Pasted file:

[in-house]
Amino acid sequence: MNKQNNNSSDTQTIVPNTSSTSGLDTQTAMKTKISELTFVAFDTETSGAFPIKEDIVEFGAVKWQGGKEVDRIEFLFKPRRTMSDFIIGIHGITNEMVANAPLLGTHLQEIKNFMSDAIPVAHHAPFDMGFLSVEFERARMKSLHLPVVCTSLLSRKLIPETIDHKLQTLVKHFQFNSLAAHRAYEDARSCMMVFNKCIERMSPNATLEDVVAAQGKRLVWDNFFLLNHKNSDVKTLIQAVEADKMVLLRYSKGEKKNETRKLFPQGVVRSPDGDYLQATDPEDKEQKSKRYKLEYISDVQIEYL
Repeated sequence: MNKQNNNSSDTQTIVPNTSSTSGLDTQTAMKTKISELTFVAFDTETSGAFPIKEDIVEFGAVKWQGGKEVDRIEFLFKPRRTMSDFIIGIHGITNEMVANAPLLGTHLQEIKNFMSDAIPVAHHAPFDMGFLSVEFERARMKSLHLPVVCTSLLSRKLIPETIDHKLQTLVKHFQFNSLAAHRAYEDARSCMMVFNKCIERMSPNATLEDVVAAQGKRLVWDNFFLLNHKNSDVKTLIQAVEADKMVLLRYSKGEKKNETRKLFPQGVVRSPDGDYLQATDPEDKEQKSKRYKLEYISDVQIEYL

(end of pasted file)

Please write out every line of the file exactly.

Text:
[in-house]
Amino acid sequence: MNKQNNNSSDTQTIVPNTSSTSGLDTQTAMKTKISELTFVAFDTETSGAFPIKEDIVEFGAVKWQGGKEVDRIEFLFKPRRTMSDFIIGIHGITNEMVANAPLLGTHLQEIKNFMSDAIPVAHHAPFDMGFLSVEFERARMKSLHLPVVCTSLLSRKLIPETIDHKLQTLVKHFQFNSLAAHRAYEDARSCMMVFNKCIERMSPNATLEDVVAAQGKRLVWDNFFLLNHKNSDVKTLIQAVEADKMVLLRYSKGEKKNETRKLFPQGVVRSPDGDYLQATDPEDKEQKSKRYKLEYISDVQIEYL
Repeated sequence: MNKQNNNSSDTQTIVPNTSSTSGLDTQTAMKTKISELTFVAFDTETSGAFPIKEDIVEFGAVKWQGGKEVDRIEFLFKPRRTMSDFIIGIHGITNEMVANAPLLGTHLQEIKNFMSDAIPVAHHAPFDMGFLSVEFERARMKSLHLPVVCTSLLSRKLIPETIDHKLQTLVKHFQFNSLAAHRAYEDARSCMMVFNKCIERMSPNATLEDVVAAQGKRLVWDNFFLLNHKNSDVKTLIQAVEADKMVLLRYSKGEKKNETRKLFPQGVVRSPDGDYLQATDPEDKEQKSKRYKLEYISDVQIEYL